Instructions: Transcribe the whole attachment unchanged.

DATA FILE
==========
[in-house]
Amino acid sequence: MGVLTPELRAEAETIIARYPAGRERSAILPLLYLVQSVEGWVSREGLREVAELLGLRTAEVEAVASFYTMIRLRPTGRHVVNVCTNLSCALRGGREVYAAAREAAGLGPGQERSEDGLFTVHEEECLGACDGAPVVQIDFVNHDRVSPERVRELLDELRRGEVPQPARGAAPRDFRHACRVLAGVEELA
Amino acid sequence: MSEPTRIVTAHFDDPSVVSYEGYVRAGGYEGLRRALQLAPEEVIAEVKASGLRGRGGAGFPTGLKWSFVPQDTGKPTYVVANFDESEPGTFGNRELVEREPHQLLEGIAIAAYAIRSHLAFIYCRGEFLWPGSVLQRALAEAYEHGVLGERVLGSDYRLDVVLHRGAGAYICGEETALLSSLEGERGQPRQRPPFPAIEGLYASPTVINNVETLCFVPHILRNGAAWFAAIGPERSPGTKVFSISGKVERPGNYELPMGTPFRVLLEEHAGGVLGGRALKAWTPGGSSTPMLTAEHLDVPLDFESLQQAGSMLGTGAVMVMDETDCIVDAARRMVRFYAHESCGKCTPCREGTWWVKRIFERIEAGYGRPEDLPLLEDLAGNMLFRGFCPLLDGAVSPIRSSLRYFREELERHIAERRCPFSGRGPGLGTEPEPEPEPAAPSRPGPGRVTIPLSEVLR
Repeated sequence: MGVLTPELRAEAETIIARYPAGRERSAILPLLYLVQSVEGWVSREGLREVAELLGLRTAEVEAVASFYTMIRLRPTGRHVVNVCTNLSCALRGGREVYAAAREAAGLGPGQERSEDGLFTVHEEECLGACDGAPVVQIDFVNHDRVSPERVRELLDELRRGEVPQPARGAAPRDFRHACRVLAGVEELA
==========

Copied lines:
[in-house]
Amino acid sequence: MGVLTPELRAEAETIIARYPAGRERSAILPLLYLVQSVEGWVSREGLREVAELLGLRTAEVEAVASFYTMIRLRPTGRHVVNVCTNLSCALRGGREVYAAAREAAGLGPGQERSEDGLFTVHEEECLGACDGAPVVQIDFVNHDRVSPERVRELLDELRRGEVPQPARGAAPRDFRHACRVLAGVEELA
Amino acid sequence: MSEPTRIVTAHFDDPSVVSYEGYVRAGGYEGLRRALQLAPEEVIAEVKASGLRGRGGAGFPTGLKWSFVPQDTGKPTYVVANFDESEPGTFGNRELVEREPHQLLEGIAIAAYAIRSHLAFIYCRGEFLWPGSVLQRALAEAYEHGVLGERVLGSDYRLDVVLHRGAGAYICGEETALLSSLEGERGQPRQRPPFPAIEGLYASPTVINNVETLCFVPHILRNGAAWFAAIGPERSPGTKVFSISGKVERPGNYELPMGTPFRVLLEEHAGGVLGGRALKAWTPGGSSTPMLTAEHLDVPLDFESLQQAGSMLGTGAVMVMDETDCIVDAARRMVRFYAHESCGKCTPCREGTWWVKRIFERIEAGYGRPEDLPLLEDLAGNMLFRGFCPLLDGAVSPIRSSLRYFREELERHIAERRCPFSGRGPGLGTEPEPEPEPAAPSRPGPGRVTIPLSEVLR
Repeated sequence: MGVLTPELRAEAETIIARYPAGRERSAILPLLYLVQSVEGWVSREGLREVAELLGLRTAEVEAVASFYTMIRLRPTGRHVVNVCTNLSCALRGGREVYAAAREAAGLGPGQERSEDGLFTVHEEECLGACDGAPVVQIDFVNHDRVSPERVRELLDELRRGEVPQPARGAAPRDFRHACRVLAGVEELA